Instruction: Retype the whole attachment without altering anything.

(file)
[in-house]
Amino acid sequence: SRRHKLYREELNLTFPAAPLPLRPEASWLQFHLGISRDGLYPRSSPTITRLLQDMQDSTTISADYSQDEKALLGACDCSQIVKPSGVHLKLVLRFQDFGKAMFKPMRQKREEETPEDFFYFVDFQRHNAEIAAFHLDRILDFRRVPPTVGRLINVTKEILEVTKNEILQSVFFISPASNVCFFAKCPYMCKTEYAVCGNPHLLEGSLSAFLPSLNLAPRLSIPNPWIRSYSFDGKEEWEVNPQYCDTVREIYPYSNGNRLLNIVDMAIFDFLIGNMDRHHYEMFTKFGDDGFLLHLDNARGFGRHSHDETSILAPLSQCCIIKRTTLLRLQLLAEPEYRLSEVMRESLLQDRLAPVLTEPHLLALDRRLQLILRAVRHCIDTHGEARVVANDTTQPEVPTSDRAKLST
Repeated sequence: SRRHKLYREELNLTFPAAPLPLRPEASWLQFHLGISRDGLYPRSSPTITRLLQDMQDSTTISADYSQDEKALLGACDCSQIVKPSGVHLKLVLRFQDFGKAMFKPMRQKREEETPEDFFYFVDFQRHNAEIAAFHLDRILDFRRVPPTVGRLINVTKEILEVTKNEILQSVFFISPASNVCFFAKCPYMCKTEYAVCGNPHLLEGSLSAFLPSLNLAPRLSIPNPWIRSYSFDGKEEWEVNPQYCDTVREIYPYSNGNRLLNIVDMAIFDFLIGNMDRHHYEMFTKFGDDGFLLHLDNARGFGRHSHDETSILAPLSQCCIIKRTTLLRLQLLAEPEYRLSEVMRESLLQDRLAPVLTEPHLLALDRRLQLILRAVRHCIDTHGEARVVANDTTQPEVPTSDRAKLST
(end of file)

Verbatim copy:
[in-house]
Amino acid sequence: SRRHKLYREELNLTFPAAPLPLRPEASWLQFHLGISRDGLYPRSSPTITRLLQDMQDSTTISADYSQDEKALLGACDCSQIVKPSGVHLKLVLRFQDFGKAMFKPMRQKREEETPEDFFYFVDFQRHNAEIAAFHLDRILDFRRVPPTVGRLINVTKEILEVTKNEILQSVFFISPASNVCFFAKCPYMCKTEYAVCGNPHLLEGSLSAFLPSLNLAPRLSIPNPWIRSYSFDGKEEWEVNPQYCDTVREIYPYSNGNRLLNIVDMAIFDFLIGNMDRHHYEMFTKFGDDGFLLHLDNARGFGRHSHDETSILAPLSQCCIIKRTTLLRLQLLAEPEYRLSEVMRESLLQDRLAPVLTEPHLLALDRRLQLILRAVRHCIDTHGEARVVANDTTQPEVPTSDRAKLST
Repeated sequence: SRRHKLYREELNLTFPAAPLPLRPEASWLQFHLGISRDGLYPRSSPTITRLLQDMQDSTTISADYSQDEKALLGACDCSQIVKPSGVHLKLVLRFQDFGKAMFKPMRQKREEETPEDFFYFVDFQRHNAEIAAFHLDRILDFRRVPPTVGRLINVTKEILEVTKNEILQSVFFISPASNVCFFAKCPYMCKTEYAVCGNPHLLEGSLSAFLPSLNLAPRLSIPNPWIRSYSFDGKEEWEVNPQYCDTVREIYPYSNGNRLLNIVDMAIFDFLIGNMDRHHYEMFTKFGDDGFLLHLDNARGFGRHSHDETSILAPLSQCCIIKRTTLLRLQLLAEPEYRLSEVMRESLLQDRLAPVLTEPHLLALDRRLQLILRAVRHCIDTHGEARVVANDTTQPEVPTSDRAKLST